Israel: Bedouin Youth Use IM to Bypass Cultural Prohibitions

Adnan Gharabiya, 34, lives in Wadi al-Na’am, a Bedouin community adjacent to Ramat Hovav in the south of Israel. The place is not connected to the electricity grid or to running water. While working on his thesis, Gharabiya discovered that instant messaging applications are extremely popular among Bedouin youth, the poorest, most neglected segment of Israel’s population. Girls find IM service extremely useful as it allows them to bypass cultural prohibitions and not be scrutinized for chatting with boys, or even falling in love.

Quotes and link from an interview with Gharabiya below:

“The tribal structure is very strong, and a teenage boy up to age 18 is almost constantly around the tribe and the community,” says Gharabiya. “The Bedouin are usually isolated and cut off also from the rest of Israeli society, from the rest of the Arab sector, which lives mostly in the north, and from Arabs in other countries. Chat rooms open a window.”

The Internet made the greatest change in the lives of young girls. “In Bedouin society there is rather strict separation of the sexes, and a chat room is the only place where they can talk with members of the opposite sex,” says Gharabiya. “It is especially significant for the girls, because their social circle is even smaller, and their freedom of movement is limited. Not all of them can leave their parents’ community. Unlike the boys, girls are not allowed to go to town after classes, or to visit friends. In this respect, technology is very important.”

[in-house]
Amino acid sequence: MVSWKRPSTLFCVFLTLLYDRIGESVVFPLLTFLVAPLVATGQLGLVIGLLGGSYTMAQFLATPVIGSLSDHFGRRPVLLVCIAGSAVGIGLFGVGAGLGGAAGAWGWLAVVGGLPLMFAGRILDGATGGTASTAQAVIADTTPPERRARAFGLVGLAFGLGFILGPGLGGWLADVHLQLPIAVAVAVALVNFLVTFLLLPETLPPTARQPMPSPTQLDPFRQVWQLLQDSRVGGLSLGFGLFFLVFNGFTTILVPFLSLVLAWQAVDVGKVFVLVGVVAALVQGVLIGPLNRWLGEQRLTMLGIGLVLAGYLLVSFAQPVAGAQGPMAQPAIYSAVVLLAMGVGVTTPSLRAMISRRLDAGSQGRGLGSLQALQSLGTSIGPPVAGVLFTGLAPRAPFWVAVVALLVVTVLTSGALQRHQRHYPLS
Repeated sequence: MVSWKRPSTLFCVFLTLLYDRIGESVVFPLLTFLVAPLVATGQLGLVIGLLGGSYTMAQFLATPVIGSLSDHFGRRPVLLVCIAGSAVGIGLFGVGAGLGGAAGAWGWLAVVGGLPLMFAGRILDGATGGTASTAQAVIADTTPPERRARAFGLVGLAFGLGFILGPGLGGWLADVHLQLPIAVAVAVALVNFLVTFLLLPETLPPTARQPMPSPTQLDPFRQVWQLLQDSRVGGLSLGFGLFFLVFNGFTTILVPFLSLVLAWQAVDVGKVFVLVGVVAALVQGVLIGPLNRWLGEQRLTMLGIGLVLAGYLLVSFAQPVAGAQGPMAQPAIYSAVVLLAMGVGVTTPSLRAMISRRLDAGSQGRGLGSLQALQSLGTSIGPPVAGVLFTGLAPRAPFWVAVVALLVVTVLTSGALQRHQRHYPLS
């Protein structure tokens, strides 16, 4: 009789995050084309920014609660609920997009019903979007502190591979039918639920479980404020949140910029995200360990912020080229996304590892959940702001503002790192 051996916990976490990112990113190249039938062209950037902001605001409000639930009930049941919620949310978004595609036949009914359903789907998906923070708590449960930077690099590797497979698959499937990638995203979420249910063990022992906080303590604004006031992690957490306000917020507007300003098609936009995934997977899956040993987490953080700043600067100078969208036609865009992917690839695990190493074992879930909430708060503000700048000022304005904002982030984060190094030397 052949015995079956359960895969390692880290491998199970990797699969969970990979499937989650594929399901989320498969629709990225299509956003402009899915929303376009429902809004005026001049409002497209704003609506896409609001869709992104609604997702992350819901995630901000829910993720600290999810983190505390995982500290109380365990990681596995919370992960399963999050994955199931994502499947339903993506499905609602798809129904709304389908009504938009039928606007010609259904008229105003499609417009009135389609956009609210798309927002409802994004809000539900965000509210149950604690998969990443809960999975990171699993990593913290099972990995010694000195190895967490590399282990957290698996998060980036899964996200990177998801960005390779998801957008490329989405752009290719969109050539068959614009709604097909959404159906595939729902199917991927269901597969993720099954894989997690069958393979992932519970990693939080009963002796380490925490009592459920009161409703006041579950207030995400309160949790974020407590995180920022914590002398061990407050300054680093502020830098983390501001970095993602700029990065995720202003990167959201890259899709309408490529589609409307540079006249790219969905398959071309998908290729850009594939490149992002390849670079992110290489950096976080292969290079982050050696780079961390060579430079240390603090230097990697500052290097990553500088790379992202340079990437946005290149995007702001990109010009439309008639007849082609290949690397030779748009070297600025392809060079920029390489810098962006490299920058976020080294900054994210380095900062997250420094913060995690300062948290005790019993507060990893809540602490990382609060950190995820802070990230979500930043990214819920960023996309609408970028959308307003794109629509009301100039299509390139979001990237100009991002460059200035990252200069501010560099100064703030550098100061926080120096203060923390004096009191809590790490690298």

“In our society, the girl must be respectable and act moderately, because what’s important for a girl in this society is her reputation,” said A., one of the girls interviewed for the research. “In Bedouin society, it is forbidden to talk to a boy, to send him letters and to fall in love with him … but in a chat room, no one knows if you’re talking to boys there. They think you’re a good, respectable girl, and that’s the main thing. You write to people while no one sees you, but you and your real-life behavior are always under scrutiny.”

Chat rooms let them bypass customs and prohibitions, and overcome the strict limits in traditional society, primarily the separation of the sexes and the severe restrictions imposed on women. “There is a lot more freedom in a chat room,” says Gharabiya. “Among the family, it is not common to discuss all subjects, primarily when the children are adolescents. In a chat room, you can discuss everything, if you find someone who is receptive.”



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